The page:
Mor groaned, slumping into a chair near the end of the table, and poured herself a glass of wine. Cassian took a seat across from her, wiggling his fingers for the wine bottle. But Rhysand and Azriel just stood there, watching—maybe monitoring—as the female approached me, then halted three feet away.

“Your taste remains excellent, High Lord. Thank you.” Her voice was soft—but honed sharper than any blade I’d encountered. Her slim, small fingers grazed a delicate silver-and-pearl brooch pinned above her right breast.

So that’s who he’d bought the jewelry for. The jewelry I was to never, under any circumstances, try to steal.

I studied Rhys and Amren, as if I might be able to read what further bond lay between them, but Rhysand waved a hand and bowed his head. “It suits you, Amren.”

“Everything suits me,” she said, and those horrible, enchanting eyes again met my own. Like leashed lightning.

She took a step closer, sniffing delicately, and though I stood half a foot taller, I’d never felt meeker. But I held my chin up. I didn’t know why, but I did.

Amren said, “So there are two of us now.”

My brows nudged toward each other.

Amren’s lips were a slash of red. “We who were born something else—and found ourselves trapped in new, strange bodies.”

I decided I really didn’t want to know what she’d been before.

Amren jerked her chin at me to sit in the empty chair beside Mor, her hair shifting like molten night. She claimed the seat across from me, Azriel on her other side as Rhys took the one across from him—on my right.

No one at the head of the table.

“Though there is a third,” Amren said, now looking at Rhysand. “I don’t think you’ve heard from Miryam in … centuries. Interesting.”

Cassian rolled his eyes. “Please just get to the point, Amren. I’m hungry.”

Mor choked on her wine. Amren slid her attention to the warrior to her right. Azriel, on her other side, monitored the two of them very, very carefully. “No one warming your bed right now, Cassian? It must be so hard to be an Illyrian and have no thoughts in your head save for those about your favorite part.”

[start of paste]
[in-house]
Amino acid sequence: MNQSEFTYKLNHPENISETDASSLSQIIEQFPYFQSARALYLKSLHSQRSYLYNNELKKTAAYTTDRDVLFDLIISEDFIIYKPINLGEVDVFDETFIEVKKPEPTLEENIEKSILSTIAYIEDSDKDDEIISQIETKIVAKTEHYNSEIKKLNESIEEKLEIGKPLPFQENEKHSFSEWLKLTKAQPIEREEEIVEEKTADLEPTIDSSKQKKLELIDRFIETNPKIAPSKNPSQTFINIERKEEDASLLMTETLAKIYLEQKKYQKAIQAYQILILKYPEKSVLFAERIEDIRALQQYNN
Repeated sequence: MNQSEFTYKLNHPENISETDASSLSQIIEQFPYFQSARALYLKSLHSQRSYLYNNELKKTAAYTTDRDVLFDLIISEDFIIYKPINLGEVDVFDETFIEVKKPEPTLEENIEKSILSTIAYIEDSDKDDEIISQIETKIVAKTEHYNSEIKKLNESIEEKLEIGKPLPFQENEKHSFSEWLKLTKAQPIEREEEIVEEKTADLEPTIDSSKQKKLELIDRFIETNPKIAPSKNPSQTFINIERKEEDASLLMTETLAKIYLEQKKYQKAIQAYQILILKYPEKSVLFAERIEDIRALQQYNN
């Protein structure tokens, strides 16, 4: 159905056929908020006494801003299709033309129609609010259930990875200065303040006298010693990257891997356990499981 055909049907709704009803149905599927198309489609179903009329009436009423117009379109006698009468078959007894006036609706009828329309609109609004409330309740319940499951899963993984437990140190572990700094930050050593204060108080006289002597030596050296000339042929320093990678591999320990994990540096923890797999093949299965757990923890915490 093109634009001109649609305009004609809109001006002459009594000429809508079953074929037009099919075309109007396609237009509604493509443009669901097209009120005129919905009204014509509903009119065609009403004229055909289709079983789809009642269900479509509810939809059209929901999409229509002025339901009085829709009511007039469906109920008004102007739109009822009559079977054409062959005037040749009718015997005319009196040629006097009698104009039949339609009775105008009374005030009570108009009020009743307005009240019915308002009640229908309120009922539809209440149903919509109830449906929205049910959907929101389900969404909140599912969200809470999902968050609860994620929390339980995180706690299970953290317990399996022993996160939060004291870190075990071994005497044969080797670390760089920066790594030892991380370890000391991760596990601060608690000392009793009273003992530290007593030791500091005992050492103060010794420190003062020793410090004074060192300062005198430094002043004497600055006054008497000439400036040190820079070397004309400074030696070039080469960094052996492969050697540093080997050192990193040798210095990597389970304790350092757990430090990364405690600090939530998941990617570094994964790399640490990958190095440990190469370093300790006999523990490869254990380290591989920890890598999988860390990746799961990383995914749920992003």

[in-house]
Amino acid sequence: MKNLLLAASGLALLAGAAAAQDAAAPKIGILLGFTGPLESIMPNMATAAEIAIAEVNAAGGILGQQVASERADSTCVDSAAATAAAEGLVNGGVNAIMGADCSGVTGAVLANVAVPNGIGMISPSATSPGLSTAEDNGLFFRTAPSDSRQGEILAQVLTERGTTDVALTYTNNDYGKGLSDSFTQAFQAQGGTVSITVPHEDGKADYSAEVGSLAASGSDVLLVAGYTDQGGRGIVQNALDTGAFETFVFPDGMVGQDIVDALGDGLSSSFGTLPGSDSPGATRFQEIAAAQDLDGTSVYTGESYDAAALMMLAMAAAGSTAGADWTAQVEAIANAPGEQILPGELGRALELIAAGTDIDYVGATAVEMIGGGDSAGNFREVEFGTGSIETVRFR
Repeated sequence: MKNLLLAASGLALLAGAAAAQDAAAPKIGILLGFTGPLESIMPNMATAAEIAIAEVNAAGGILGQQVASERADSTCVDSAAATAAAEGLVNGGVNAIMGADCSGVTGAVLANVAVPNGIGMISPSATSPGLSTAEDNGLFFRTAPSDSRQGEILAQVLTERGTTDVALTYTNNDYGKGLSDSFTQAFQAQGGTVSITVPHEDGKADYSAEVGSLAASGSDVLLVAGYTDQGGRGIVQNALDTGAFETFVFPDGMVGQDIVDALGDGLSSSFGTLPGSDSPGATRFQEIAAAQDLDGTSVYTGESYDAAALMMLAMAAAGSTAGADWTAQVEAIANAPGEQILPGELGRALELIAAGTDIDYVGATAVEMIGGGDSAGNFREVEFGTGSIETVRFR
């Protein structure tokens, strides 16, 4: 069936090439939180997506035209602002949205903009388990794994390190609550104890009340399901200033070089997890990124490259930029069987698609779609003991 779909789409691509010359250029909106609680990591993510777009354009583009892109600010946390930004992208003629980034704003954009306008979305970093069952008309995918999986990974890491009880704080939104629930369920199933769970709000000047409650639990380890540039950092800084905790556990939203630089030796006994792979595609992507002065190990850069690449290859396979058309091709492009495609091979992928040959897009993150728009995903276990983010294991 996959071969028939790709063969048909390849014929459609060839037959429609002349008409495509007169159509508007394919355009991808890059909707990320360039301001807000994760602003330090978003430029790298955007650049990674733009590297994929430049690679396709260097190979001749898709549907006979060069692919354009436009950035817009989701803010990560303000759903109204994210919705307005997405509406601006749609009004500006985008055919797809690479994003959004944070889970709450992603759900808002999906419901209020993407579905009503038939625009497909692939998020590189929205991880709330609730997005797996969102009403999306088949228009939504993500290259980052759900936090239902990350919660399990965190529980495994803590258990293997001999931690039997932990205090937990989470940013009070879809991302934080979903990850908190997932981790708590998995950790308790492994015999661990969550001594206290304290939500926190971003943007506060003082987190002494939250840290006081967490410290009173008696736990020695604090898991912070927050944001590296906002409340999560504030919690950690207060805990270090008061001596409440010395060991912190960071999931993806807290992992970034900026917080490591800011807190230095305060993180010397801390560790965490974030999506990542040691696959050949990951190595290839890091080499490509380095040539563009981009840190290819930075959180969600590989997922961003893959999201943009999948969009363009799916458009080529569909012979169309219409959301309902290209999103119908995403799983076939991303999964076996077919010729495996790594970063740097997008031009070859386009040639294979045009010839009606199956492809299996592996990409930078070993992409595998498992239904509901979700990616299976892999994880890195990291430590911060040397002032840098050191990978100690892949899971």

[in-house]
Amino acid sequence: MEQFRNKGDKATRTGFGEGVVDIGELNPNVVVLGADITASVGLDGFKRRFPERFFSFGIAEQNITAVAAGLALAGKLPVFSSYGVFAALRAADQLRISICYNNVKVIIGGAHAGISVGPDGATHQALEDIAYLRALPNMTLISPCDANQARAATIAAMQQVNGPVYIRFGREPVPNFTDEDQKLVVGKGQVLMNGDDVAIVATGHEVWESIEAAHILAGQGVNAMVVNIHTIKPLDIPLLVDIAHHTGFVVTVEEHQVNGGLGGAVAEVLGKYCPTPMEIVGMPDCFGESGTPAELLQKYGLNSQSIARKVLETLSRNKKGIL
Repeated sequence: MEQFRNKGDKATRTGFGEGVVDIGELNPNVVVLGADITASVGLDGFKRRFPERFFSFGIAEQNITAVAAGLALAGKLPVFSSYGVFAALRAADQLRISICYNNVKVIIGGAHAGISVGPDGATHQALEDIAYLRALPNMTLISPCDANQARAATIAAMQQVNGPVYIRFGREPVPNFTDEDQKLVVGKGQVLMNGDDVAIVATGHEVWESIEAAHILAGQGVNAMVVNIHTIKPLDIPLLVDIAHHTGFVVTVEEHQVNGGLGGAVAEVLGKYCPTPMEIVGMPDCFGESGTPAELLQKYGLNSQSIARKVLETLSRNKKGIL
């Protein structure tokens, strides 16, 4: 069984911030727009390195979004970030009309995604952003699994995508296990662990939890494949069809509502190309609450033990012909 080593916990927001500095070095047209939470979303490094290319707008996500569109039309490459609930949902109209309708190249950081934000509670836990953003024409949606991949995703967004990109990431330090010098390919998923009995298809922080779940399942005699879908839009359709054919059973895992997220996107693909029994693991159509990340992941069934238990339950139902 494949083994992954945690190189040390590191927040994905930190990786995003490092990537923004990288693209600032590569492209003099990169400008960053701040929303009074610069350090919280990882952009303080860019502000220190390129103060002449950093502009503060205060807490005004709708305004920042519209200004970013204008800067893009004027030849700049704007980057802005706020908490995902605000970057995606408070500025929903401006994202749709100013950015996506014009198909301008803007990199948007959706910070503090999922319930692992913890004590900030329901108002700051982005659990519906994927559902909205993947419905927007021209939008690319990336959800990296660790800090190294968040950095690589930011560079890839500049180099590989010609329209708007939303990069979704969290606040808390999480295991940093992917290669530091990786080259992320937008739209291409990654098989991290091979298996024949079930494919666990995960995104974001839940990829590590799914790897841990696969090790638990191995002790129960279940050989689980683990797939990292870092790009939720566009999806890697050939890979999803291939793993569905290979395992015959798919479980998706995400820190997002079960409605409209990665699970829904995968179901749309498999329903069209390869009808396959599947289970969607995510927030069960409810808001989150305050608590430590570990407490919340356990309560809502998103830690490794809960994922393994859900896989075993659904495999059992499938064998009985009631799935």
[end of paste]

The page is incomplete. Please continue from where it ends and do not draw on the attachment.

“You know I’m always happy to tangle in the sheets with you, Amren,” Cassian said, utterly unfazed by the silver eyes, the power radiating from her every pore. “I know how much you enjoy Illyrian—”

“Miryam,” Rhysand said, as Amren’s smile became serpentine, “and Drakon are doing well, as far as I’ve heard. And what, exactly, is interesting?”

Amren’s head tilted to the side as she studied me. I tried not to shrink from it. “Only once before was a human Made into an immortal. Interesting that it should happen again right as all the ancient players have returned. But Miryam was gifted long life—not a new body. And you, girl …” She sniffed again, and I’d never felt so laid bare. Surprise lit Amren’s eyes. Rhys just nodded. Whatever that meant. I was tired already. Tired of being assessed and evaluated. “Your very blood, your veins, your bones were Made. A mortal soul in an immortal body.”

“I’m hungry,” Mor said nudging me with a thigh. She snapped a finger, and plates piled high with roast chicken, greens, and bread appeared. Simple, but … elegant. Not formal at all. Perhaps the sweater and pants wouldn’t have been out of place for such a meal. “Amren and Rhys can talk all night and bore us to tears, so don’t bother waiting for them to dig in.” She picked up her fork, clicking her tongue. “I asked Rhys if I could take you to dinner, just the two of us, and he said you wouldn’t want to. But honestly—would you rather spend time with those two ancient bores, or me?”

“For someone who is the same age as me,” Rhys drawled, “you seem to forget—”